Law enforcement officers may try to subject you to any variation of a vast number of field sobriety tests. Some common tests are:
• Finger to Nose
• Hand Pat
• Recite Alphabet without singing
• Recite Alphabet backward
• Count backwards
• Pick up coin
• Stand at attention, close eyes, head back and estimate 30 seconds
• Touch tips of your fingers back and forth counting 1,2,3,4 4,3,2,1;
• Walk and Turn
• One Leg Stand
• Horizontal and Vertical Gaze Nystagmus
The important thing to know about Field Sobriety Tests is there are no scientific studies validating any Field Sobriety Test with the exception of the last three listed.
The National Highway Traffic Safety Administration (NHTSA) has created a battery of three tests that have been subjected to some scientific study and which the administration recommends for the purpose of DUI investigation. Any agency receiving Government Money in the form of a grant for DUI investigation is required to have their officers trained to perform the Standardized Field Sobriety Tests (SFST’s). The International Association of Chiefs of Police (IACP) has adopted that recommendation.
In order to have any validity the SFST’s must be administered according to strict requirements. Failure to administer the test according to NHTSA standards renders the test unreliable. Even if administered correctly the level of scientific reliability adopted by NHTSA still leaves reasonable doubt as to the conclusion that someone failing to perform the tests as required is under the influence.
A skilled and experienced DUI attorney will take advantage of the fact that SFST were not required by the officer and will take advantage of the fact that the officer failed to administer the SFST’s correctly. After cross-examination of the officer under almost any circumstances the field sobriety testing should leave doubt and the conclusions to be drawn from the test should be negated or work in the client’s favor.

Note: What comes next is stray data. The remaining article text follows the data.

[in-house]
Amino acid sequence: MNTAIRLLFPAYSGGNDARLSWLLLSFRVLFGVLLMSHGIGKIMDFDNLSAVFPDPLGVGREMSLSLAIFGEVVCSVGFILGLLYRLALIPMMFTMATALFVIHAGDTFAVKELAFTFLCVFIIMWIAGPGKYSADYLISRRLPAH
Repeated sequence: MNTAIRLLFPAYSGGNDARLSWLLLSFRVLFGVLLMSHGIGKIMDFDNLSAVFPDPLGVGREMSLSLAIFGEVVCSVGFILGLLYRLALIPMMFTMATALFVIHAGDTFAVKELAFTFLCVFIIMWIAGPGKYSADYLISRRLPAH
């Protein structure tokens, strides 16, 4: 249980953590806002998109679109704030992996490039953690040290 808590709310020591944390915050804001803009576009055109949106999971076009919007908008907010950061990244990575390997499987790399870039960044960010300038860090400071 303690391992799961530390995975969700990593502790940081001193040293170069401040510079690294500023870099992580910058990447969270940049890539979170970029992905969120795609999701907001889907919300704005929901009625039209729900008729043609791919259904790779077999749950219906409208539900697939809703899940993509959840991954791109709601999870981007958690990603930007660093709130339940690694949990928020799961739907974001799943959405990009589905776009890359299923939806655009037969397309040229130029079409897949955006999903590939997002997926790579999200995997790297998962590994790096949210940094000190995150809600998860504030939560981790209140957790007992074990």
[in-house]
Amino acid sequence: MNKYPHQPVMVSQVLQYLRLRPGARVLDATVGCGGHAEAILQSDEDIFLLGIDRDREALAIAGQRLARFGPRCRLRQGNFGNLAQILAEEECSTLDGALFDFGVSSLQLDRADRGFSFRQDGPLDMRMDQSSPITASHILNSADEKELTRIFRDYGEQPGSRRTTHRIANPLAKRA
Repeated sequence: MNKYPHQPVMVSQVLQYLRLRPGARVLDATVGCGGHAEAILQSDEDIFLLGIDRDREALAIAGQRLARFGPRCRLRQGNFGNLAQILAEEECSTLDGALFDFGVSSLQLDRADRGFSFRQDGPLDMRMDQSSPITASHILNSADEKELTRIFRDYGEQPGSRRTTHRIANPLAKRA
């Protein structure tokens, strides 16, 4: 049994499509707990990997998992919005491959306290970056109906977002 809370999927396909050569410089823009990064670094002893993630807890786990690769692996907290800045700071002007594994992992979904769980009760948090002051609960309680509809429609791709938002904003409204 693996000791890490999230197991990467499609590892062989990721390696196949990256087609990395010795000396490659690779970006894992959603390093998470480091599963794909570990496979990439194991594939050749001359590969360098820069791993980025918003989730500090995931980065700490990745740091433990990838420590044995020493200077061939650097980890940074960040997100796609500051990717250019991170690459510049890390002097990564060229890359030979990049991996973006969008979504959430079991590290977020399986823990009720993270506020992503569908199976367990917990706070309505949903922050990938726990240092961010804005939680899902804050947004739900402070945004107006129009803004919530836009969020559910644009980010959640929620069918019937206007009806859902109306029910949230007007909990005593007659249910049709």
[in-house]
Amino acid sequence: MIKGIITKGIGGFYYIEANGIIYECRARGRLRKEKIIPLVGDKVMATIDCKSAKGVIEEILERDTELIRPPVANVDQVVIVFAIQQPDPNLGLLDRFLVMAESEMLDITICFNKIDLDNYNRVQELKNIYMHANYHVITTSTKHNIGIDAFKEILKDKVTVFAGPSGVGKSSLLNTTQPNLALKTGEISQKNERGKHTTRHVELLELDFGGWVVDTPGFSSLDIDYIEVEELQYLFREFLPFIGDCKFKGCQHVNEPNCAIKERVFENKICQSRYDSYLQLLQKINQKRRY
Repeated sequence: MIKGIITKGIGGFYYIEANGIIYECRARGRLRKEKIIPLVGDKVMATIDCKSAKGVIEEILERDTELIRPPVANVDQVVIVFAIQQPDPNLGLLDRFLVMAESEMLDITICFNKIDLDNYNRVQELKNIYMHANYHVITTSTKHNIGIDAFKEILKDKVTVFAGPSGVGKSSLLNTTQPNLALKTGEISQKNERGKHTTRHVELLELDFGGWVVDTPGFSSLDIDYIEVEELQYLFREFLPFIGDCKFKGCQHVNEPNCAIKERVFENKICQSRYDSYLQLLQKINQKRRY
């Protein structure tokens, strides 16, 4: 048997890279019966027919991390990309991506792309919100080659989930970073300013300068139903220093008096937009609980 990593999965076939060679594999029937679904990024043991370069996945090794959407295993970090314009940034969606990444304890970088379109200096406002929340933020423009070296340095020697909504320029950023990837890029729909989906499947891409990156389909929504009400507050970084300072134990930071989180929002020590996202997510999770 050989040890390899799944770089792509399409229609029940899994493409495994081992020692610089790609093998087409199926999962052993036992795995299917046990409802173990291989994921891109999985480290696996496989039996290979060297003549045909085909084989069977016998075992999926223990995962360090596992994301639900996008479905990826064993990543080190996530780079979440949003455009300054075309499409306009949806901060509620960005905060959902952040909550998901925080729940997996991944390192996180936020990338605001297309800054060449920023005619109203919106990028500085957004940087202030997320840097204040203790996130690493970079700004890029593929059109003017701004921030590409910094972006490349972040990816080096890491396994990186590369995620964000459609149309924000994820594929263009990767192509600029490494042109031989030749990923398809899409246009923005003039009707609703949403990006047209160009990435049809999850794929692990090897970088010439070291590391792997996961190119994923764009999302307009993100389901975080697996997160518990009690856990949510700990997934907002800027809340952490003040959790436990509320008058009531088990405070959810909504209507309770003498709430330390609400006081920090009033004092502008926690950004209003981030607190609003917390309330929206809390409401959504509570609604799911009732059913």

P.A.S. (Preliminary Alcohol Screening) devices
One of the issues that often arise in a California DUI case is the use of a portable breath testing machine known as a Preliminary Alcohol Screening device or commonly referred to as a P.A.S. device. Under California law you have no obligation to provide a breath sample using the P.A.S. device (unless you are on probation and it is a term of your probation and often in the case of minors)
The officer is required by law to advise you that you may refuse to provide a P.A.S. sample. This is probably the most abused circumstance during a DUI investigation. Officers often will require you to provide a P.A.S. sample without advising you of your right to refuse. Despite the officer violating the law the evidence will often come in against you. The P.A.S. sample is not the sample you are required by law to provide. You will still have to give a breath or blood sample. There is no legitimate reason for providing this additional sample. The machines used are inferior and even when you believe providing the sample will allow the officer to let you go, you will be surprised more times than not that the sample provided exceeds your expectations.
The P.A.S. machines are not reliable and you are well advised to just
rely on the evidentiary breath test at the station or jail, or to provide
a blood sample.